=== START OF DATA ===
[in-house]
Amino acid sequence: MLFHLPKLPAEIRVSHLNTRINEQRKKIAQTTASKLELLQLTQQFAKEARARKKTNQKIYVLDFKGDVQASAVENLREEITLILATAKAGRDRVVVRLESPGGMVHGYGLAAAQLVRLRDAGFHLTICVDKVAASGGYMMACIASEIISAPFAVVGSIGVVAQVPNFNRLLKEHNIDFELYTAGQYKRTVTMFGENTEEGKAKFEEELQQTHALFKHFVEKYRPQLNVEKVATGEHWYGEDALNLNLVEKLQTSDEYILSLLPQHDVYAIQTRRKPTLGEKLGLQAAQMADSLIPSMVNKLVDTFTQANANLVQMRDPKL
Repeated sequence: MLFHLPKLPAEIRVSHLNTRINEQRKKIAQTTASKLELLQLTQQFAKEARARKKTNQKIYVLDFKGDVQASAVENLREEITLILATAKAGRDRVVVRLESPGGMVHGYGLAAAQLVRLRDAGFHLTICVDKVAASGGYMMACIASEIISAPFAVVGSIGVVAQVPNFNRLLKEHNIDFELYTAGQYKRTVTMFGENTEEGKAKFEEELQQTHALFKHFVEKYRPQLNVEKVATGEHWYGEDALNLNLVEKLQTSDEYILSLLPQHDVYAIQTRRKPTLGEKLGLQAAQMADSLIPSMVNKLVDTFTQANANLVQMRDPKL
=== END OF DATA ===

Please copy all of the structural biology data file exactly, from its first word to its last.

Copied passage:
[in-house]
Amino acid sequence: MLFHLPKLPAEIRVSHLNTRINEQRKKIAQTTASKLELLQLTQQFAKEARARKKTNQKIYVLDFKGDVQASAVENLREEITLILATAKAGRDRVVVRLESPGGMVHGYGLAAAQLVRLRDAGFHLTICVDKVAASGGYMMACIASEIISAPFAVVGSIGVVAQVPNFNRLLKEHNIDFELYTAGQYKRTVTMFGENTEEGKAKFEEELQQTHALFKHFVEKYRPQLNVEKVATGEHWYGEDALNLNLVEKLQTSDEYILSLLPQHDVYAIQTRRKPTLGEKLGLQAAQMADSLIPSMVNKLVDTFTQANANLVQMRDPKL
Repeated sequence: MLFHLPKLPAEIRVSHLNTRINEQRKKIAQTTASKLELLQLTQQFAKEARARKKTNQKIYVLDFKGDVQASAVENLREEITLILATAKAGRDRVVVRLESPGGMVHGYGLAAAQLVRLRDAGFHLTICVDKVAASGGYMMACIASEIISAPFAVVGSIGVVAQVPNFNRLLKEHNIDFELYTAGQYKRTVTMFGENTEEGKAKFEEELQQTHALFKHFVEKYRPQLNVEKVATGEHWYGEDALNLNLVEKLQTSDEYILSLLPQHDVYAIQTRRKPTLGEKLGLQAAQMADSLIPSMVNKLVDTFTQANANLVQMRDPKL